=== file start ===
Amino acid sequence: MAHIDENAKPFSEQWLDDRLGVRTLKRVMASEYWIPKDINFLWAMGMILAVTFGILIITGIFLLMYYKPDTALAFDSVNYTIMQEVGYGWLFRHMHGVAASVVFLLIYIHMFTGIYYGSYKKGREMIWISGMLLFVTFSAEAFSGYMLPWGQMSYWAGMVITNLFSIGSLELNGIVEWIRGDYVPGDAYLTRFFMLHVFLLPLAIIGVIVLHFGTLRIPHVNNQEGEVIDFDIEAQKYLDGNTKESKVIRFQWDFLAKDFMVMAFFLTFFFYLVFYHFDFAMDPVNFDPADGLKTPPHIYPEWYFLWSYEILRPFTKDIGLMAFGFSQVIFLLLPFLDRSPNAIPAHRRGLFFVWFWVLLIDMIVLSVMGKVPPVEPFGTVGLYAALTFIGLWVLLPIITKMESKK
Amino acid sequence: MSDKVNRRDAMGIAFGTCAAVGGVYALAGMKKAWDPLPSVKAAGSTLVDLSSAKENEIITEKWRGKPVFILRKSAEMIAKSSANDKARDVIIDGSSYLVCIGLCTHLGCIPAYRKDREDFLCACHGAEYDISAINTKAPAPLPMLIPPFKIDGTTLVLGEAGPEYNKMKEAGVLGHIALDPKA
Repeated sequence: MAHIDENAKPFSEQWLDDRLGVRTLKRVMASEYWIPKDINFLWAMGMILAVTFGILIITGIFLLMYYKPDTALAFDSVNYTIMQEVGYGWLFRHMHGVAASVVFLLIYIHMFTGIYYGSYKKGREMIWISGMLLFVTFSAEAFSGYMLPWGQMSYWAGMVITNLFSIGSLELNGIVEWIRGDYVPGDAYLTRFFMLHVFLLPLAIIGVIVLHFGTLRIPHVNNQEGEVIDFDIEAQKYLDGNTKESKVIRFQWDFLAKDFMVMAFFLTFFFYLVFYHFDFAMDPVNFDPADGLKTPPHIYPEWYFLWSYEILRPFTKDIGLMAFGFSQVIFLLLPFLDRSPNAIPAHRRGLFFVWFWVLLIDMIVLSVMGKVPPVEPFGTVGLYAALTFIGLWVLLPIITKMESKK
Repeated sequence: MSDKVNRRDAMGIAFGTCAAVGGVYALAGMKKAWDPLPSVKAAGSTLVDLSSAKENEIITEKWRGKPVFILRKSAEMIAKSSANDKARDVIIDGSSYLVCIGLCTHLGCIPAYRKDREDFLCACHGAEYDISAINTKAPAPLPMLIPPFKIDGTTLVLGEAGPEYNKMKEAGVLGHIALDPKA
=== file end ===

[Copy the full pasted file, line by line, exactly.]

Amino acid sequence: MAHIDENAKPFSEQWLDDRLGVRTLKRVMASEYWIPKDINFLWAMGMILAVTFGILIITGIFLLMYYKPDTALAFDSVNYTIMQEVGYGWLFRHMHGVAASVVFLLIYIHMFTGIYYGSYKKGREMIWISGMLLFVTFSAEAFSGYMLPWGQMSYWAGMVITNLFSIGSLELNGIVEWIRGDYVPGDAYLTRFFMLHVFLLPLAIIGVIVLHFGTLRIPHVNNQEGEVIDFDIEAQKYLDGNTKESKVIRFQWDFLAKDFMVMAFFLTFFFYLVFYHFDFAMDPVNFDPADGLKTPPHIYPEWYFLWSYEILRPFTKDIGLMAFGFSQVIFLLLPFLDRSPNAIPAHRRGLFFVWFWVLLIDMIVLSVMGKVPPVEPFGTVGLYAALTFIGLWVLLPIITKMESKK
Amino acid sequence: MSDKVNRRDAMGIAFGTCAAVGGVYALAGMKKAWDPLPSVKAAGSTLVDLSSAKENEIITEKWRGKPVFILRKSAEMIAKSSANDKARDVIIDGSSYLVCIGLCTHLGCIPAYRKDREDFLCACHGAEYDISAINTKAPAPLPMLIPPFKIDGTTLVLGEAGPEYNKMKEAGVLGHIALDPKA
Repeated sequence: MAHIDENAKPFSEQWLDDRLGVRTLKRVMASEYWIPKDINFLWAMGMILAVTFGILIITGIFLLMYYKPDTALAFDSVNYTIMQEVGYGWLFRHMHGVAASVVFLLIYIHMFTGIYYGSYKKGREMIWISGMLLFVTFSAEAFSGYMLPWGQMSYWAGMVITNLFSIGSLELNGIVEWIRGDYVPGDAYLTRFFMLHVFLLPLAIIGVIVLHFGTLRIPHVNNQEGEVIDFDIEAQKYLDGNTKESKVIRFQWDFLAKDFMVMAFFLTFFFYLVFYHFDFAMDPVNFDPADGLKTPPHIYPEWYFLWSYEILRPFTKDIGLMAFGFSQVIFLLLPFLDRSPNAIPAHRRGLFFVWFWVLLIDMIVLSVMGKVPPVEPFGTVGLYAALTFIGLWVLLPIITKMESKK
Repeated sequence: MSDKVNRRDAMGIAFGTCAAVGGVYALAGMKKAWDPLPSVKAAGSTLVDLSSAKENEIITEKWRGKPVFILRKSAEMIAKSSANDKARDVIIDGSSYLVCIGLCTHLGCIPAYRKDREDFLCACHGAEYDISAINTKAPAPLPMLIPPFKIDGTTLVLGEAGPEYNKMKEAGVLGHIALDPKA